With a vaccine being administered and eight months to get the coronavirus pandemic under control, the Kohler Co. and the PGA of America are planning on a full contingent of spectators and corporate guests to attend the 43rd Ryder Cup, Sept. 21-26 at Whistling Straits.
Michael O’Reilly, director of golf operations for Kohler Co., said in a virtual call with reporters that officials are planning on a “normal Ryder Cup,” which would mean as many as 45,000 people on the grounds daily.
“The original plan is what we’re going with right now,” O’Reilly said. “We’re (planning for) 40,000 to 45,000 spectators or people on site per day. … Obviously, the PGA of America and the Kohler Co. are going to adhere to state and local guidelines and recommendations.
“There’s a lot of golf tournaments to be played between now and late September, including the PGA Championship in May down in Kiawah (Island, S.C.). We have the opportunity to learn a lot along the way as things change and evolve. But as of right now that’s what we’re hoping for – full attendance and full corporate hospitality.”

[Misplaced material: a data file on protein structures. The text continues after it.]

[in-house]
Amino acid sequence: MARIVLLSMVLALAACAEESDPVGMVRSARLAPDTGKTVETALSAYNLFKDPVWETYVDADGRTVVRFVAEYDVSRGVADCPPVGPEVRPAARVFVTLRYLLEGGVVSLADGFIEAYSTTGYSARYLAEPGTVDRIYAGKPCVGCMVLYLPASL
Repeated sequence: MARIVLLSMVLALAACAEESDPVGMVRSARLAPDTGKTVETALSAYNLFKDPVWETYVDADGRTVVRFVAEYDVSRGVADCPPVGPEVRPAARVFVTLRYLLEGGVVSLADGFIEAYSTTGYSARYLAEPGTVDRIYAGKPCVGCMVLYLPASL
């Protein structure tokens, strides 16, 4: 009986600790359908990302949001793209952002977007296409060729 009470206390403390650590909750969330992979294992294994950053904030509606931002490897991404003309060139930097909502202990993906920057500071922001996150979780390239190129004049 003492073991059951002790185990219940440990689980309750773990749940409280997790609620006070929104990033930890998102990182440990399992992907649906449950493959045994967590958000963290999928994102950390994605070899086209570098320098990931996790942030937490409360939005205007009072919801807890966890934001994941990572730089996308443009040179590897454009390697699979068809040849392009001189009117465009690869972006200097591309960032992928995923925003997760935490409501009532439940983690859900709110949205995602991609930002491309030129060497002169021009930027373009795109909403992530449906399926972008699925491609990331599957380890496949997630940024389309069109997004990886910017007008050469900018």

The Ryder Cup, originally scheduled for September 2020, was postponed one year by the pandemic. One of the reasons was the biennial event would have been impossible to stage with spectators, given social distancing guidelines. With only 24 players – two teams of 12 each from the United States and Europe – fans would be standing shoulder to shoulder to watch a handful of matches.
Professional sports teams and leagues are starting to ease restrictions on numbers of spectators. The Green Bay Packers allowed nearly 9,000 fans to attend the NFC Championship Game at Lambeau Field on Sunday, and 22,000 spectators, including 7,500 vaccinated health-care workers, will be allowed to attend the Super Bowl in Tampa next month.
The PGA Tour is slowly ramping up the number of fans allowed at its tournaments. In November, the Vivant Houston Open was the first to allow spectators, with about 2,000 fans on hand each day.
The Waste Management Phoenix Open, Feb. 4-7, will limit attendance to fewer than 5,000 fans daily. Masks will be required throughout the grounds and guests will undergo thermal screening. The tournament normally attracts between 600,000 and 700,000 fans throughout the week.